Purpose Construction defects in residential buildings are causing significant impacts both on consumers and the industry. As a consequence, several countries have established new home warranty schemes. However, designing a public policy for domestic building warranties can become a difficult task. In fact, many of these programs in the past have failed, collapsed or gone bankrupt. Therefore, the purpose of the current research is to provide a systematic comparative representation of various active programs internationally. Design/methodology/approach The methodology relied on a multiple-case study research design. The case selection covered a total of nine jurisdictions with compulsory home warranty programs. Those included Japan, France, United Kingdom, three provinces in Canada (Ontario, British Columbia and Alberta), and three states in Australia (New South Wales, Victoria and Queensland). The study applied a data collection protocol to gather all the evidence in a replicable manner for each individual case. Subsequently, a cross-case analysis was conducted to identify similarities and variations between programs. Findings The findings unveiled institutional practices that aimed to resolve, compensate, or rectify defects in residential constructions within these countries. The review mostly suggested that every home warranty program presents certain unique characteristics. At the end, this paper proposed an analytical illustration representing the diversification of components adopted by each jurisdiction. Originality/value Nowadays, there is still not a consensus within the academic community on what is an optimal solution when conceiving a new home warranty program. Hence, the current study aims to fill this knowledge gap by presenting the plurality of methods employed by several countries. This paper seeks to help policy makers and industry leaders to improve their home warranty scheme based on awareness derived from observations and analyses of what has been accomplished elsewhere in the world.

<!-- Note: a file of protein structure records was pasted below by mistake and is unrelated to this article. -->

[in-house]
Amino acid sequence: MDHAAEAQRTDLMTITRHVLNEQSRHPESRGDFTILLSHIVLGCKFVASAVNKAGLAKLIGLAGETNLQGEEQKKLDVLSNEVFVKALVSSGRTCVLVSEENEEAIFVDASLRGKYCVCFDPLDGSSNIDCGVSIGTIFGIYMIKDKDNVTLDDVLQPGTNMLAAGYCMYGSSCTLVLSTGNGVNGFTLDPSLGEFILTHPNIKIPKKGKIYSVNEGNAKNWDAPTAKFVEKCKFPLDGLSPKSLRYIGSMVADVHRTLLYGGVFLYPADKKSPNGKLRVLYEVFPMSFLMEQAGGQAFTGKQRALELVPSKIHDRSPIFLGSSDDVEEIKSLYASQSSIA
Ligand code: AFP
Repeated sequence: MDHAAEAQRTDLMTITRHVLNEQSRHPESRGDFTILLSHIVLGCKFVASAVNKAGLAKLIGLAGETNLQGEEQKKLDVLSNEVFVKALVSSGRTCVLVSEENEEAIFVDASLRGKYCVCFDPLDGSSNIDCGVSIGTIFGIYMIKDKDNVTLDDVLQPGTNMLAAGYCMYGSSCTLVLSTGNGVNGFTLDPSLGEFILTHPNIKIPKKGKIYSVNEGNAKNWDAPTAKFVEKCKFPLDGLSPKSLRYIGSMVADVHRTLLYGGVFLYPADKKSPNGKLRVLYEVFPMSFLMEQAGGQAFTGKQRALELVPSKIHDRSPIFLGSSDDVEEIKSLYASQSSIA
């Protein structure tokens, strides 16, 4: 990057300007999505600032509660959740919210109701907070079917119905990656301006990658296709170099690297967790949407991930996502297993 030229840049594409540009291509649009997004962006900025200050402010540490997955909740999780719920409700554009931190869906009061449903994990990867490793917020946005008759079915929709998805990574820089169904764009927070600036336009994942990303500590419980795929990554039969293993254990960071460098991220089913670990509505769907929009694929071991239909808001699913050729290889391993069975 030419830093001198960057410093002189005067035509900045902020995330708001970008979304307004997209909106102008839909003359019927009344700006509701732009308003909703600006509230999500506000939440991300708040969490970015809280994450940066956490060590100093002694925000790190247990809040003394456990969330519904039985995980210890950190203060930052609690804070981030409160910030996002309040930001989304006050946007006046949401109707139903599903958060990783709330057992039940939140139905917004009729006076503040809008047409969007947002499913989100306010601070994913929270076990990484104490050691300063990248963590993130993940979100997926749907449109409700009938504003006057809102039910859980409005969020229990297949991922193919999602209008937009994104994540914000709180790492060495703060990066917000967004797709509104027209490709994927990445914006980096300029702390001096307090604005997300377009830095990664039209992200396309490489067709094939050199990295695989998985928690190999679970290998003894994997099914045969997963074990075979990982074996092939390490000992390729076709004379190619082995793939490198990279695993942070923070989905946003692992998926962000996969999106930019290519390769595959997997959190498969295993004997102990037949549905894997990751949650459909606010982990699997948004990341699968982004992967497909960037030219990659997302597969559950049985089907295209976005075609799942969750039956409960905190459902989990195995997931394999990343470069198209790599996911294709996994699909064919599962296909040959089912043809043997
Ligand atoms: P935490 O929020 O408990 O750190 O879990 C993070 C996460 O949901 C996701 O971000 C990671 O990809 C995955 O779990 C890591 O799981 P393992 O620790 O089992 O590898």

Chapter
Prefabricated construction has been increasingly adopted in building projects all over the world because prefabrication technology has tremendous advantages over the cast-in-situ construction. However, the development of prefabrication technology in China has encountered many challenges such as cost overrun. Economic performance determines the success of a project, which has raised the attention of construction project stakeholders. Therefore, this study aims to develop a systematic framework of economic key performance indicators (KPIs) for measuring prefabricated buildings. First, this paper establishes a systematic framework of eight KPIs through a comprehensive literature review. The KPIs cover unit cost, cost variance, etc. Second, to demonstrate the use of the framework, a cross-case study is conducted to measure and compare the economic performance of a prefabricated building and a building built using cast-in-situ construction. Throughout the case analysis, the economic performance of a building project using prefabricated construction is much better than that using cast-in-situ construction. For example, the overall delivery of prefabricated buildings is 30%–50% faster than that of traditional buildings. The paper should assist construction enterprises in measuring the economic performance of prefabricated building projects and could also facilitate the development of prefabricated construction in China.KeywordsPrefabricated constructionEconomic performanceKPIsCase study